Figs have large and beautiful leaves.  The leaves are spare, on the trunk.  Should you have a modern or contemporary garden, consider figs.  Each leaf is a sculpture. The ripening fruit will please you.  Should you have a farm and garden landscape, a few fig trees will make themselves at home.  The design issue here-make much of whatever design component important to you that takes your landscape where you would like it to be.   The figs of the Italian working gardens-is this you?  The sparsely growing figs that so fit in a contemporary garden may be more to your liking.    

Strawberries-who does not love this fruit?  I would only ask that you look at their medium large toothed leaves; are they not beautiful?  This pot at the shop features a topiary rosemary-which I have left out of this photograph.  The rosemary- underplanted with strawberries and  fiber optic grass.  The contrast of leaf textures-pleasing. 

Lotus-this leaf is like no other leaf. Thin, delicate, and emerald green-astonishing.    Our native lotus, nelumbo luteus-I have many memories of visiting those large stands near Monroe, protected by the Ford Motor Company.  The Ford family-they support my museum, my opera, my symphony, my city-and my native lotus. Many thanks to you, Ford, for honoring the beauty of the leaf.  Gardens may have flowers, but most of what is there is about leaves.

A Landscape In Focus

Every landscape presents something upon which the eye will focus.  Designing with the intent of guiding the eye can be the toughest part of the design process, as you may need to envision something which is not yet there. Or the visiting eye may focus on something to which your eyes have become so accustomed, you literally do not see it any more.  Garbage cans, pool equipment, air conditioning units-these are prime examples of what may be more prominent in your landscape than what you imagine.  I often see transformers and air conditioning equipment surrounded by giant hedges.  I wonder if this hedge style treatment does not in fact draw more attention to an unsightly object than the unsightly object itself. The very beautiful object pictured above, an English trough of considerable age; was placed where the lawn becomes a mixed shrub border. The border itself is quiet and unassuming; the planted trough organized the space visually in a strong and lively way.  The white flowers can be seen from a great distance in several directions.   

Garden furniture can likewise punctuate a landscaped space to good effect. This landscape has a natural and park-like feeling. Though this dining suite may not be a dinner destination, it encourages vistors to linger in the garden by providing seating.  Though the furniture is wirework, it becomes a visually organizing metaphor for the intent of landscape.  Parks usually provide places for people to be, and observe the outdoors.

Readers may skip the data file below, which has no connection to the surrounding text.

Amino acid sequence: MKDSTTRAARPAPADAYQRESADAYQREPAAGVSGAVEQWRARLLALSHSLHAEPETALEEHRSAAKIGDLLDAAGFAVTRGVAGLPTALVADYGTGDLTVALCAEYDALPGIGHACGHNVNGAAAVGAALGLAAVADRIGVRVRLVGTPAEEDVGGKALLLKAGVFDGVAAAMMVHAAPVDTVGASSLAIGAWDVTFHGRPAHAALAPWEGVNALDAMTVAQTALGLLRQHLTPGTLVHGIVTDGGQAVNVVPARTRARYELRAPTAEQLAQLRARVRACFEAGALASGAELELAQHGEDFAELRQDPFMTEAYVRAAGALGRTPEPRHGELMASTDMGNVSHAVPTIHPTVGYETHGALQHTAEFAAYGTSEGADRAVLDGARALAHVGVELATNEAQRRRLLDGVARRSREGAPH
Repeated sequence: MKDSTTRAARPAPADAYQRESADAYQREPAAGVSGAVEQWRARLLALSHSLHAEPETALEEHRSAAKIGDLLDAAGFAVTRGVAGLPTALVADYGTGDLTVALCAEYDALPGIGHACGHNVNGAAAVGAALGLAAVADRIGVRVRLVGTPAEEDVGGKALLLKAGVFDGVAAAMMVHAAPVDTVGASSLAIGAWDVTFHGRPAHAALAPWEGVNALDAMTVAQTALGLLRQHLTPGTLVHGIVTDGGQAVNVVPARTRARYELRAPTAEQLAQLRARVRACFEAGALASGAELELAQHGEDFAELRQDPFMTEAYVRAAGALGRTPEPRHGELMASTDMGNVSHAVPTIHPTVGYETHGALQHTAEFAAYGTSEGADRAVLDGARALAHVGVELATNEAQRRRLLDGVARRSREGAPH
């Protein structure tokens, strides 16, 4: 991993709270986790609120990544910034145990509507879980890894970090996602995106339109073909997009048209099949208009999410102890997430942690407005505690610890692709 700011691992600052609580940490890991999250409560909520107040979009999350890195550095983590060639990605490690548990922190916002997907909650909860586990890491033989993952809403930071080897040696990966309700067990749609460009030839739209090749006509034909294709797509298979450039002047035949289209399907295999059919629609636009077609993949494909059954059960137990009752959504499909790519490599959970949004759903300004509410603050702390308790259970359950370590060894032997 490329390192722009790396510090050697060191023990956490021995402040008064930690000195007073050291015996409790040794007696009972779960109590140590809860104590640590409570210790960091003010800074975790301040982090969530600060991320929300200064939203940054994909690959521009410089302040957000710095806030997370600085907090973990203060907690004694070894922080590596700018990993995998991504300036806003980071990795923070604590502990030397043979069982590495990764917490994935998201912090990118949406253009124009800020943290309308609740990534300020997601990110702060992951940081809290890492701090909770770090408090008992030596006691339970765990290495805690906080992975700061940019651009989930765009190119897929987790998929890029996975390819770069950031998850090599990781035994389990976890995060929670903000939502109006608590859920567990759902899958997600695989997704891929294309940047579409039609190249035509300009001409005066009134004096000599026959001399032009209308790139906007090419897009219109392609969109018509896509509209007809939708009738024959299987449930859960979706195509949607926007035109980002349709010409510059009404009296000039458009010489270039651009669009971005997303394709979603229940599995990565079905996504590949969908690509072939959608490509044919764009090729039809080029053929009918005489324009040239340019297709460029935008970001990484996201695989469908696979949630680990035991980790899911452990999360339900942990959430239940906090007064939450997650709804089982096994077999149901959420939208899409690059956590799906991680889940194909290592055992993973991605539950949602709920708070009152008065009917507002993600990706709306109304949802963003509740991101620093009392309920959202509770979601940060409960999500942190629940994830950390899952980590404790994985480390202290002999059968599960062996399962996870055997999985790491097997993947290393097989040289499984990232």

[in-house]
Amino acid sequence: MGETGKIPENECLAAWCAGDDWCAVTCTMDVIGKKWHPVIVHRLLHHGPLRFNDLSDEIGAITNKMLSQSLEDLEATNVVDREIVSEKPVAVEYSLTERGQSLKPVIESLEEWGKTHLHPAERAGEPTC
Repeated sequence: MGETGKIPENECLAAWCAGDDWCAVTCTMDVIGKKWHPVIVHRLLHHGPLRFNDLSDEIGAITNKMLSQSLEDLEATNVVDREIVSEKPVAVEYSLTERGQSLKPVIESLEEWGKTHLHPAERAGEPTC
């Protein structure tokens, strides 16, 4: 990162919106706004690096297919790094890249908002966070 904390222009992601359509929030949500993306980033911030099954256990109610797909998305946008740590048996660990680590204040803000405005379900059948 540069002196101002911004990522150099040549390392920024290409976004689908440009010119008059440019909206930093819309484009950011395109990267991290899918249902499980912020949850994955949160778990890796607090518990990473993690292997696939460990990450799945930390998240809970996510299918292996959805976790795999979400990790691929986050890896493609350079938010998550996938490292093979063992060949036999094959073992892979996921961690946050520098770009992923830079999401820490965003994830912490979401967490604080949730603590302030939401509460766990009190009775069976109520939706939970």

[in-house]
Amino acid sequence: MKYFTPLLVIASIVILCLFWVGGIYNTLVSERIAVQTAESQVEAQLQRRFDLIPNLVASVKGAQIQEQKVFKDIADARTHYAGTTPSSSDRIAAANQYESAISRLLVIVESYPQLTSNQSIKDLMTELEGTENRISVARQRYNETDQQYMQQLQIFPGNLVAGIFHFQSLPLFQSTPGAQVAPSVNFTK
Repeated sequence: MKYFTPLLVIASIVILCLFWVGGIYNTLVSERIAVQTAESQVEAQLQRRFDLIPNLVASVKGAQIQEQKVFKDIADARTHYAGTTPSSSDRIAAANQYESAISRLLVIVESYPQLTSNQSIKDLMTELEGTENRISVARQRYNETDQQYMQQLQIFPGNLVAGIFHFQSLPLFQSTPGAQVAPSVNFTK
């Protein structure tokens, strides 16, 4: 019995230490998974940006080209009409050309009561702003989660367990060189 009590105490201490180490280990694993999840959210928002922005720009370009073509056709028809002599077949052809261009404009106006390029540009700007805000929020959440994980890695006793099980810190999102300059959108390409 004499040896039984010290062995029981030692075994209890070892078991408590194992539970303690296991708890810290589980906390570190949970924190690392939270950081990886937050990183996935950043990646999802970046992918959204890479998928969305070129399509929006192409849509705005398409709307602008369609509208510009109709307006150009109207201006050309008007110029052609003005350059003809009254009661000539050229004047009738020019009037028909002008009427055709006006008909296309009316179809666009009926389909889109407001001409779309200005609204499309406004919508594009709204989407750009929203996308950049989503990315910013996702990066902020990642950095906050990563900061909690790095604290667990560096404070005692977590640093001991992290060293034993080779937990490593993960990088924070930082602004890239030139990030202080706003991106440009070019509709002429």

This very fine antique English sundial holds court in this landscape.  Aided and abetted by its massive size, striking shape, and pale limestone material, it grabs the eye the moment it comes into view. 

This 19th century French cast iron hound is one of a pair, flanking the entrance to my drive.  I see my driveway twice a day-this makes it an important garden to me.  My picea mucrunulatum is a gorgeous old plant; they were in my front yard when I bought my house 15 years ago.  I moved them to the drive, so I would be sure to see them every day.   The dogs draw one’s eye first, they invite a viewer to look more closely at this beautiful evergreen. 

Not every local point is an object.  These old spikes-who could pass them by? One year I had in my mind to do an annual garden with a little Mediterranean feeling. Those massive spiky heads atop those gnarly trunks-noticeable.  Most of the visual vistors to my shop are the people who drive by every day.  A focal point of this scale is sufficiently significant enough for a quick look.  It might even encourage someone of gardening ilk to turn around and come back for a more thorough look-see. 

This weathered English teak bench is handsome and solid. One hardly notices the browning tips on the boxwood, or the hose.  Some objects have the power to distract one’s eye away from something that is not so lovely.  If I had to have a hose available in the garden, I would want to stash it under just such a bench as this one. 

This landscape has a stunning distant view of a lake, and mature trees.  But this 19th century American made fountain does a great job of holding the entire view together.  In the lawn, a suite of white wood garden furniture.  The furniture helps to visually describe how far away the space is from the spot where I am standing.  It further more organizes the lawn space.   I do love the composition of this landscape from this particular view.  There is a strongly represented foreground, a defined mid-ground, and a dreamy far ground.  The large trees between the lawn and the lake proide a quiet backdrop for the fountain.  They also further define “at a distance” in a visual way.    


This concrete furniture I no longer have, but I did like what it did for the front of the shop.  Concrete chairs are completely impractical for a dining space that gets used every day in the summer, but they are a great choice for providing a focal point in a garden.  I have the luxury of changing what sits between these trees every year.  What pleases you in an ornament, beautifully placed,  can influence the look and mood of your entire landscape.